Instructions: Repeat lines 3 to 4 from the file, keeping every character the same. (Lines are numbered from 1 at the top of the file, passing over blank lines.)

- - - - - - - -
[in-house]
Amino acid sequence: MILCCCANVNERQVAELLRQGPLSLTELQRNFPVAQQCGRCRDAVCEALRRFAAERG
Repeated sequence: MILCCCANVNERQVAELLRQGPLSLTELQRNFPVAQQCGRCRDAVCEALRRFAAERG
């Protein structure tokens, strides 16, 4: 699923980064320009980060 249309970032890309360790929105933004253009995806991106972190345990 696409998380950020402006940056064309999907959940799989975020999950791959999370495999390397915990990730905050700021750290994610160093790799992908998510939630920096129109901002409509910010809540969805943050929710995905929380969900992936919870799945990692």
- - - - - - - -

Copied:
Repeated sequence: MILCCCANVNERQVAELLRQGPLSLTELQRNFPVAQQCGRCRDAVCEALRRFAAERG
């Protein structure tokens, strides 16, 4: 699923980064320009980060 249309970032890309360790929105933004253009995806991106972190345990 696409998380950020402006940056064309999907959940799989975020999950791959999370495999390397915990990730905050700021750290994610160093790799992908998510939630920096129109901002409509910010809540969805943050929710995905929380969900992936919870799945990692």